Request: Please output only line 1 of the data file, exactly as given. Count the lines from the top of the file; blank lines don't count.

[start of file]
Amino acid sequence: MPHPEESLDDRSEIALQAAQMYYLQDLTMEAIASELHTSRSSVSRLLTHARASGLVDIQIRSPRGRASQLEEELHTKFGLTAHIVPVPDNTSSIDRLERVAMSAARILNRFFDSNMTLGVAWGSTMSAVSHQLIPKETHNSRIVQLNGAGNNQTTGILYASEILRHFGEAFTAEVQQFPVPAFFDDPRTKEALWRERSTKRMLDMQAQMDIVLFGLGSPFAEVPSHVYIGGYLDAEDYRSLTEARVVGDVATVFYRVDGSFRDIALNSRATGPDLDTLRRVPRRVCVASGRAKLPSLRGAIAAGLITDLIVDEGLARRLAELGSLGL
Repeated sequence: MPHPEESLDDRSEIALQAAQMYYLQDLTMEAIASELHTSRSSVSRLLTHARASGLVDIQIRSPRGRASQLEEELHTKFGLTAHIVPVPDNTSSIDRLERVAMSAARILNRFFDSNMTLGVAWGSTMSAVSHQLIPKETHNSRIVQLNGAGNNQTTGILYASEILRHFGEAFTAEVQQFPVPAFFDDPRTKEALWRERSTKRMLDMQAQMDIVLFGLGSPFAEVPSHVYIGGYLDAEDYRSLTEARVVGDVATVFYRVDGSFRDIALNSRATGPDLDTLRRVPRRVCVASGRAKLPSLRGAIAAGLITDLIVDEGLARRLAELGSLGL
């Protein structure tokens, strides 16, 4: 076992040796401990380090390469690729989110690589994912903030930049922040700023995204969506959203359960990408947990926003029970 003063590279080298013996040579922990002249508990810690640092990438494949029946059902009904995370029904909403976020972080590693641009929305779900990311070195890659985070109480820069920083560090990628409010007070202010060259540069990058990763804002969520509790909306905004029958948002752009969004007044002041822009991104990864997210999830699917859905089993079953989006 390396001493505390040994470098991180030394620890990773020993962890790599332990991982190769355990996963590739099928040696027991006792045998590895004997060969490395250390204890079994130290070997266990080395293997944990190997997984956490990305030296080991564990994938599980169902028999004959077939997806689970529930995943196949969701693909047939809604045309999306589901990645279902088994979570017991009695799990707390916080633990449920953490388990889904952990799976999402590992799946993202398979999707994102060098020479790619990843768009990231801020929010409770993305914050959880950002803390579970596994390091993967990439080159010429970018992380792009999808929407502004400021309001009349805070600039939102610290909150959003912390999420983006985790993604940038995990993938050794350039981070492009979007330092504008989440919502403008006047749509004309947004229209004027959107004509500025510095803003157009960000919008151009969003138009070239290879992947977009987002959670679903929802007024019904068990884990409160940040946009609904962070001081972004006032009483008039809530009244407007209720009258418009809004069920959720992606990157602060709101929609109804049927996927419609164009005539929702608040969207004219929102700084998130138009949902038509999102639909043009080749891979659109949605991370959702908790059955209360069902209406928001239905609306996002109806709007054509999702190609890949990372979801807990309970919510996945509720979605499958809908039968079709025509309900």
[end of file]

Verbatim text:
Amino acid sequence: MPHPEESLDDRSEIALQAAQMYYLQDLTMEAIASELHTSRSSVSRLLTHARASGLVDIQIRSPRGRASQLEEELHTKFGLTAHIVPVPDNTSSIDRLERVAMSAARILNRFFDSNMTLGVAWGSTMSAVSHQLIPKETHNSRIVQLNGAGNNQTTGILYASEILRHFGEAFTAEVQQFPVPAFFDDPRTKEALWRERSTKRMLDMQAQMDIVLFGLGSPFAEVPSHVYIGGYLDAEDYRSLTEARVVGDVATVFYRVDGSFRDIALNSRATGPDLDTLRRVPRRVCVASGRAKLPSLRGAIAAGLITDLIVDEGLARRLAELGSLGL